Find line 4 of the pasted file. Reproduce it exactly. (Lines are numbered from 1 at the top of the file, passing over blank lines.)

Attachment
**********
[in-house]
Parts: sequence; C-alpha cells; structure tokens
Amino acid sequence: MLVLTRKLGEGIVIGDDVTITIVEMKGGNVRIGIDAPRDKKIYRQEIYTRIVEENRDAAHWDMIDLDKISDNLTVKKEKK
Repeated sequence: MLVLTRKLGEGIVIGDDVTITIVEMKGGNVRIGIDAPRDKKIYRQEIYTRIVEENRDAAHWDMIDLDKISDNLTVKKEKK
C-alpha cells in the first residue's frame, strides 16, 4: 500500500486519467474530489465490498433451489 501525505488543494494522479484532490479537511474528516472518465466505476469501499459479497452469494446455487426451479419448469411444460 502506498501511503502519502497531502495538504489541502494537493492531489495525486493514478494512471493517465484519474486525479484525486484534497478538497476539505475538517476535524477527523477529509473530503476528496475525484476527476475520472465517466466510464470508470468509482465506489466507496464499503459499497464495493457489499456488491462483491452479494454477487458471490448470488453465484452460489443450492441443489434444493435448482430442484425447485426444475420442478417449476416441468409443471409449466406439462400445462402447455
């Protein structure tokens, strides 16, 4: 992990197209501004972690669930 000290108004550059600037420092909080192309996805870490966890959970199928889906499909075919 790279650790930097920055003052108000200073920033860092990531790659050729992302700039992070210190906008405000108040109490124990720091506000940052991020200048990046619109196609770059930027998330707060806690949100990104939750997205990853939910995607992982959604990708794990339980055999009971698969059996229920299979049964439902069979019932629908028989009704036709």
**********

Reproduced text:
Repeated sequence: MLVLTRKLGEGIVIGDDVTITIVEMKGGNVRIGIDAPRDKKIYRQEIYTRIVEENRDAAHWDMIDLDKISDNLTVKKEKK